Jerry Seale gazed around the gym at the hundreds of people dancing, singing and clapping together, a cross section of Rock Hill attorneys and custodians, teachers and students, high school athletes and their rivals, haves and have-nots and made this observation:
With the election less than a week old, this is on time. Our country was divided a week ago. This is the kind of thing we need to bring this country back together. This is the epitome of community coming together. Everybodys here for one goal, and thats to help kids.
It was Cheer for Childrens Gratitude is the Attitude gathering, a three-hour celebration of music, dancing and entertainment intended to bring joy and inspiration to children.
Seale, a former high school athletics coach who brought children from his High Hopes summer camp to the event, was one of many who played a part in the annual bash.
Nearly a year in the making, Gratitude drew a crowd of several hundred to South Pointe High School to see 200 performers, dance, socialize and participate in a drawing in which winners took home one of a handful of bicycles.
Performers included the Rock Hill Concert Choir, Independence Elementary Schools step team, Rock Hill recording artist and South Pointe High teacher Carlo Dawson and Trillogy, a collective of R&B and hip hop artists.
There were impersonations Ray Charles, James Brown and YMCA employees dressed as the Village People to perform YMCA.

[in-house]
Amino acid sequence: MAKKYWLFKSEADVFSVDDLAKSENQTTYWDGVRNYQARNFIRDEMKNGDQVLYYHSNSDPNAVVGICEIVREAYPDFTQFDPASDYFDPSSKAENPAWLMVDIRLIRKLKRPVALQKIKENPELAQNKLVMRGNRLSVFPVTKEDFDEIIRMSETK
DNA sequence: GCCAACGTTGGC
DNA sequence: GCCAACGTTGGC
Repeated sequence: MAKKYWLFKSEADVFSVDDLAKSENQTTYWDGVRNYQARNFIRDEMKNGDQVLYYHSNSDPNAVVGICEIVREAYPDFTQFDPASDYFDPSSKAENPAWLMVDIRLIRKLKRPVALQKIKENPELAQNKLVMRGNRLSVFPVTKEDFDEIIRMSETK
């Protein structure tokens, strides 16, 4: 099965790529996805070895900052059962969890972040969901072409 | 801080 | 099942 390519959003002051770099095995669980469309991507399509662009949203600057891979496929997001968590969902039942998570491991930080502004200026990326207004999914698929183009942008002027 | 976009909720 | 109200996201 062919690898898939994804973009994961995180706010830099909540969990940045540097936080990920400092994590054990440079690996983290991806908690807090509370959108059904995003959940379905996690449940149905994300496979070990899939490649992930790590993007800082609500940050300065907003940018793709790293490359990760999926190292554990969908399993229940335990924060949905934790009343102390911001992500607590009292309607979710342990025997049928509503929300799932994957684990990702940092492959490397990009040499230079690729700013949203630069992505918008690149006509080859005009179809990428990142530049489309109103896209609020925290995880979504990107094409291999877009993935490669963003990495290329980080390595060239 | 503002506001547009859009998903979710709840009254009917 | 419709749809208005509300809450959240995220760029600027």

Many marveled at how Cheer for Children has managed to meld a diverse community consistently each year for two decades.
Rock Hill is kind of a divided city, said Nyles Bullock, a hip hop artist from Rock Hill who performs with Trillogy. This brings everybody together. The children need that. Its rare.
Cheer for Childrens annual celebration used to take place in December, but organizers moved it up a month to avoid competing with holiday toy drives.
Asked to explain the non-profits mission, founder Winslow Schock points to the groups brochure, which spells it out: Cheer for Childrens goal is to empower youth by giving hope and inspiring courage.
CFCs message of Pay it Forward asks and encourages students to take the lead in creating a more caring culture in their schools and community.
During each annual celebration, dozens of high school students volunteer to be mentors and spend the day with a child. They chat, dance and offer advice.
Devonta Blake and Kel Caldwell, both South Pointe High juniors, remember attending Cheer for Childrens annual party as kids.
Caldwell won a Celtics basketball.
This year, she and Blake returned as mentors.
It keeps kids out of trouble, Caldwell said. It gives them something to do.
Schock is a great guy, Blake said. Too many people who are successful, dont give back. Hes a big part of our community.
Ruby Collins has been a Cheer for Children volunteer for 13 years. Shes every bit as enthusiastic as her first year.
Just to see the glitter and highlight in these kids faces, its worth it all, every ounce of energy, she said.
Collins knows what it takes to pull the event off.
If it was not for the volunteers, this would not go on, she said. No money is paid to anyone.
God has just blessed this ministry a hundred fold over.
Cheer volunteers spend months preparing. This year, the grouped worked with Rock Hill schools to get donations of clothes, books and school supplies to needy students in the months leading up to Saturdays celebration.
This is a year-long project, Collins said Saturday afternoon. As soon as this is over, we will be talking about next year at three oclock today.
Want to know more?
Shawn Cetrone 803-329-4072